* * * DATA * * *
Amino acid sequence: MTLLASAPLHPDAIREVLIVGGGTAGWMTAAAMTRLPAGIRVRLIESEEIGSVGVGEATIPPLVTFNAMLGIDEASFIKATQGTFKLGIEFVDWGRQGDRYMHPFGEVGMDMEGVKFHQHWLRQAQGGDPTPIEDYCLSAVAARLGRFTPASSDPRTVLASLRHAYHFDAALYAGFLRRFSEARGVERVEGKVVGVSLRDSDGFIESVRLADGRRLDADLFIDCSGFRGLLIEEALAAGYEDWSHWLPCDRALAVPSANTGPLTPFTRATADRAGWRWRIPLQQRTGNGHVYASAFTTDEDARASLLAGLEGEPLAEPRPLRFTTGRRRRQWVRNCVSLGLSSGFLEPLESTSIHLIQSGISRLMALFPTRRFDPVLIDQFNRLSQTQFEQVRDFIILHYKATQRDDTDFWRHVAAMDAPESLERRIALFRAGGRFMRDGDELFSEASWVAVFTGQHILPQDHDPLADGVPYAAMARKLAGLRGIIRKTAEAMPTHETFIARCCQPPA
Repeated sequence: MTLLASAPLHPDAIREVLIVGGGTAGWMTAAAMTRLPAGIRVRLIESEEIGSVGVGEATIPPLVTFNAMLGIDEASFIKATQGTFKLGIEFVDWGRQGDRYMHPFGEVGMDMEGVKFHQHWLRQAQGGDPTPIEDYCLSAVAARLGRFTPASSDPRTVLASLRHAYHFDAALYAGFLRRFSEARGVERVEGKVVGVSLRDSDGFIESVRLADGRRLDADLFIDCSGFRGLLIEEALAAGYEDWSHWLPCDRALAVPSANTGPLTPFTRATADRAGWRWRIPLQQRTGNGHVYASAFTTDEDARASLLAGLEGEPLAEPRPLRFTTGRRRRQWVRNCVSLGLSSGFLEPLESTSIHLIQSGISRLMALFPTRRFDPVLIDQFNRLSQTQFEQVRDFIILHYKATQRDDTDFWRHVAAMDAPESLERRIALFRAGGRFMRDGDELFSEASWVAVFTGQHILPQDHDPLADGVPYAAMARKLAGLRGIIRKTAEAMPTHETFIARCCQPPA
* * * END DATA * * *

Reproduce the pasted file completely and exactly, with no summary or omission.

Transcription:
Amino acid sequence: MTLLASAPLHPDAIREVLIVGGGTAGWMTAAAMTRLPAGIRVRLIESEEIGSVGVGEATIPPLVTFNAMLGIDEASFIKATQGTFKLGIEFVDWGRQGDRYMHPFGEVGMDMEGVKFHQHWLRQAQGGDPTPIEDYCLSAVAARLGRFTPASSDPRTVLASLRHAYHFDAALYAGFLRRFSEARGVERVEGKVVGVSLRDSDGFIESVRLADGRRLDADLFIDCSGFRGLLIEEALAAGYEDWSHWLPCDRALAVPSANTGPLTPFTRATADRAGWRWRIPLQQRTGNGHVYASAFTTDEDARASLLAGLEGEPLAEPRPLRFTTGRRRRQWVRNCVSLGLSSGFLEPLESTSIHLIQSGISRLMALFPTRRFDPVLIDQFNRLSQTQFEQVRDFIILHYKATQRDDTDFWRHVAAMDAPESLERRIALFRAGGRFMRDGDELFSEASWVAVFTGQHILPQDHDPLADGVPYAAMARKLAGLRGIIRKTAEAMPTHETFIARCCQPPA
Repeated sequence: MTLLASAPLHPDAIREVLIVGGGTAGWMTAAAMTRLPAGIRVRLIESEEIGSVGVGEATIPPLVTFNAMLGIDEASFIKATQGTFKLGIEFVDWGRQGDRYMHPFGEVGMDMEGVKFHQHWLRQAQGGDPTPIEDYCLSAVAARLGRFTPASSDPRTVLASLRHAYHFDAALYAGFLRRFSEARGVERVEGKVVGVSLRDSDGFIESVRLADGRRLDADLFIDCSGFRGLLIEEALAAGYEDWSHWLPCDRALAVPSANTGPLTPFTRATADRAGWRWRIPLQQRTGNGHVYASAFTTDEDARASLLAGLEGEPLAEPRPLRFTTGRRRRQWVRNCVSLGLSSGFLEPLESTSIHLIQSGISRLMALFPTRRFDPVLIDQFNRLSQTQFEQVRDFIILHYKATQRDDTDFWRHVAAMDAPESLERRIALFRAGGRFMRDGDELFSEASWVAVFTGQHILPQDHDPLADGVPYAAMARKLAGLRGIIRKTAEAMPTHETFIARCCQPPA